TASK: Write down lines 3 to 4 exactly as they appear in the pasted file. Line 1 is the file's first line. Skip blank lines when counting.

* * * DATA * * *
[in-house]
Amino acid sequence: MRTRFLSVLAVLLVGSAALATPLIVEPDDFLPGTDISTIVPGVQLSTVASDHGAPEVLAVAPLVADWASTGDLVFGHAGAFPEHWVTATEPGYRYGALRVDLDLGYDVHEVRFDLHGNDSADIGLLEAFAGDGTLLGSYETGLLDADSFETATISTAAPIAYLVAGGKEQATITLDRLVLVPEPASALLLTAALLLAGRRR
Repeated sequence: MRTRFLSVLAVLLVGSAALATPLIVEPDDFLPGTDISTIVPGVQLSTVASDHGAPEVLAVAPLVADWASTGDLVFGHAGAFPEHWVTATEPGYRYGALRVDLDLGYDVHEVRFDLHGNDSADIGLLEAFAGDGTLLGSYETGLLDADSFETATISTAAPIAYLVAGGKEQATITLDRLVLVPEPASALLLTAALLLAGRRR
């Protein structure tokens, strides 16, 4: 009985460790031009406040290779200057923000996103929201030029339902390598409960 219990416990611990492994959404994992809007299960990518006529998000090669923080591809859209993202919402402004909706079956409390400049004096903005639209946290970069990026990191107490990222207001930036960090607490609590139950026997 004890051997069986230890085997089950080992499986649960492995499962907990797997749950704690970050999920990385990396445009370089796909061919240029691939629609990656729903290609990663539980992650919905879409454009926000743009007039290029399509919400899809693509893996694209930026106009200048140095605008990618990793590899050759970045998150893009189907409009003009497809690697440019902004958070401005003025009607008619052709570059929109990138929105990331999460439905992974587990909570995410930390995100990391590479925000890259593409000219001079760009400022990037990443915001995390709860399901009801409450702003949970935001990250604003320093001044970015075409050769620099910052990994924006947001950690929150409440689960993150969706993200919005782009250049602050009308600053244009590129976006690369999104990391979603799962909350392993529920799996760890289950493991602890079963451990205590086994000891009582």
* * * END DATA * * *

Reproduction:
Repeated sequence: MRTRFLSVLAVLLVGSAALATPLIVEPDDFLPGTDISTIVPGVQLSTVASDHGAPEVLAVAPLVADWASTGDLVFGHAGAFPEHWVTATEPGYRYGALRVDLDLGYDVHEVRFDLHGNDSADIGLLEAFAGDGTLLGSYETGLLDADSFETATISTAAPIAYLVAGGKEQATITLDRLVLVPEPASALLLTAALLLAGRRR
């Protein structure tokens, strides 16, 4: 009985460790031009406040290779200057923000996103929201030029339902390598409960 219990416990611990492994959404994992809007299960990518006529998000090669923080591809859209993202919402402004909706079956409390400049004096903005639209946290970069990026990191107490990222207001930036960090607490609590139950026997 004890051997069986230890085997089950080992499986649960492995499962907990797997749950704690970050999920990385990396445009370089796909061919240029691939629609990656729903290609990663539980992650919905879409454009926000743009007039290029399509919400899809693509893996694209930026106009200048140095605008990618990793590899050759970045998150893009189907409009003009497809690697440019902004958070401005003025009607008619052709570059929109990138929105990331999460439905992974587990909570995410930390995100990391590479925000890259593409000219001079760009400022990037990443915001995390709860399901009801409450702003949970935001990250604003320093001044970015075409050769620099910052990994924006947001950690929150409440689960993150969706993200919005782009250049602050009308600053244009590129976006690369999104990391979603799962909350392993529920799996760890289950493991602890079963451990205590086994000891009582």